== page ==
Rising global temperatures and sea levels have resulted in drastic action by the global community to mitigate the adverse effects of climate change. With the UN Climate Change Conference, or Cop 26, scheduled for November in the Scottish city of Glasgow, world leaders are preparing to protect their economies from climate disasters and hasten the transition from fossil fuels.
What is the energy transition?
Energy transition refers to the concerted global move away from fossil fuels to zero-carbon technology by the middle of this century. Several countries and companies with fossil-fuel operations have adopted various road maps as they embark on changing their energy mix.
What is net-zero?
The concept of net-zero emissions, also known as carbon neutrality, refers to the balancing of carbon dioxide output through various offsetting methods. The Paris Agreement urges governments to reach net-zero emissions by 2050. Several countries have adopted a net-zero policy. South Korea and Japan pledged to become carbon neutral last year. The US, the world’s biggest fossil-fuel producer, also plans to reach carbon neutrality.
What is the Paris Agreement?
The 2015 Paris Agreement provides a mandate for countries to lower their carbon emissions to well below 2°C above pre-industrial levels, preferably about 1.5°C. Carbon capture, use and storage is favoured by several oil producers to green their processes and is one of the many strategies governments are adopting to reach their goal. Production of low-carbon hydrogen is also at the top of green investment agendas.
How much is being spent on changing the energy mix?
Global spending on energy transition hit a high of more than $500 billion last year as countries prioritised measures to offset emissions and chart a greener post-pandemic economic recovery, according to the World Economic Forum.
Flows of finance into changing the energy mix reached a high of $501bn last year, up from $458bn in 2019, according to the WEF’s Energy Transition Index 2021.
The index, which surveys 115 countries, benchmarks them on the basis of their energy system performance and their readiness to switch to a greener energy future.
How are oil exporters gearing up for energy transition?
Oil-exporting countries stand to lose about $13 trillion in revenue by 2040 as global economies continue to decarbonise their power systems, according to Carbon Tracker.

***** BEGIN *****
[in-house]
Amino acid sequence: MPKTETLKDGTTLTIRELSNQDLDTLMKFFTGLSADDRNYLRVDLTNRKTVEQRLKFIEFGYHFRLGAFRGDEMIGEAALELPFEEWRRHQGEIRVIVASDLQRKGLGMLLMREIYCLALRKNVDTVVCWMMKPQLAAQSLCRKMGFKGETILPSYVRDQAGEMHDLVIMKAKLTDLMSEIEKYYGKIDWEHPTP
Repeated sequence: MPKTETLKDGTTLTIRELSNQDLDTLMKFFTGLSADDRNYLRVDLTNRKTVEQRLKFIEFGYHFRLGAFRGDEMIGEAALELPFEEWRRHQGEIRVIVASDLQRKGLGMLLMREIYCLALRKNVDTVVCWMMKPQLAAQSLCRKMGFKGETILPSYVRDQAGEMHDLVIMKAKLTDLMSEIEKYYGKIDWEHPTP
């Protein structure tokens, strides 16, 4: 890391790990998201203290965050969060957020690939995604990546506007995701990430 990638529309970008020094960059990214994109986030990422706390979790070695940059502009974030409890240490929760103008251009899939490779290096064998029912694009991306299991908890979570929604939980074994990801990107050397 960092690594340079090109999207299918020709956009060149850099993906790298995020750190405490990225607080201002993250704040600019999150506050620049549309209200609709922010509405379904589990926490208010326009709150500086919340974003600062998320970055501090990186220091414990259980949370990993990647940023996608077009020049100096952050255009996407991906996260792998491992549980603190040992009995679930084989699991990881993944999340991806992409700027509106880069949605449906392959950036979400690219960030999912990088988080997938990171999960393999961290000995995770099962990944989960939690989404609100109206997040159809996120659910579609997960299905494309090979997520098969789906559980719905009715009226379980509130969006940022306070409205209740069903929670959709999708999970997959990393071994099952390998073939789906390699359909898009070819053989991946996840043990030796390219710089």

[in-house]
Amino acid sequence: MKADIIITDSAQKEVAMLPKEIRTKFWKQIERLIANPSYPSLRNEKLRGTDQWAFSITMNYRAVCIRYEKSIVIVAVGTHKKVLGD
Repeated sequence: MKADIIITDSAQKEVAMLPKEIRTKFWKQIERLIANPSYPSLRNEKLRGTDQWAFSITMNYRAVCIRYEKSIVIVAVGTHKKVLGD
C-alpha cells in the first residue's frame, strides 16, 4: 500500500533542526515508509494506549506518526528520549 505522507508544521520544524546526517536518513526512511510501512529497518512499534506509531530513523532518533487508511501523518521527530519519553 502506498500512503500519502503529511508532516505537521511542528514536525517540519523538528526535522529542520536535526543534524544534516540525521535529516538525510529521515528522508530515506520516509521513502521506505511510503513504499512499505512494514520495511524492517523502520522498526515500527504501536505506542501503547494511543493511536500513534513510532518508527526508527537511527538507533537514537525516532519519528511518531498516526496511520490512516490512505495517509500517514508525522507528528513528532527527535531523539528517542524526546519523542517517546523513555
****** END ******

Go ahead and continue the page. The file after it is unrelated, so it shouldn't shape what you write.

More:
These economies are set to face an existential crisis as countries around the world lower their carbon footprint and energy companies set net-zero emissions targets over the coming decades, the think tank said in February.
But some energy producers such as the UAE are proving more adaptable to the shift.
What are the UAE's plans for energy transition?
Several Middle East exporters such as the UAE and Saudi Arabia have already set in motion efforts to diversify their economies. The UAE earns revenue from tourism and manufacturing and intends to generate half of its electricity from clean sources by 2050.
Abu Dhabi also has a substantial renewable energy industry and recently pivoted towards the production of hydrogen. The country’s leading industrial and financial players, including state oil company Adnoc, this year formed an alliance to manufacture hydrogen.
How resilient is the UAE to a net-zero world?
Economies based on hydrocarbon exports are generally expected to be hit hard by the decarbonisation of energy systems. However, the UAE has adopted a conscientious path to maximising the potential of hydrocarbons while minimising their environmental impact as it prepares for a carbon-free future.
Among the oil producers, Iraq, Libya, Venezuela, Equatorial Guinea, Nigeria, Iran, Guyana, Algeria, Azerbaijan and Kazakhstan are the least prepared for a net-zero emissions landscape, according to the World Bank. Canada, Norway, Australia and the UAE are among the producers that are most resilient to the switch from hydrocarbons.
The UAE, Opec’s third-biggest oil producer, has allocated $163bn to raise the contribution of clean energy in its mix to 50 per cent by 2050. Of the clean sources, renewables will account for 44 per cent while the remainder will come from nuclear.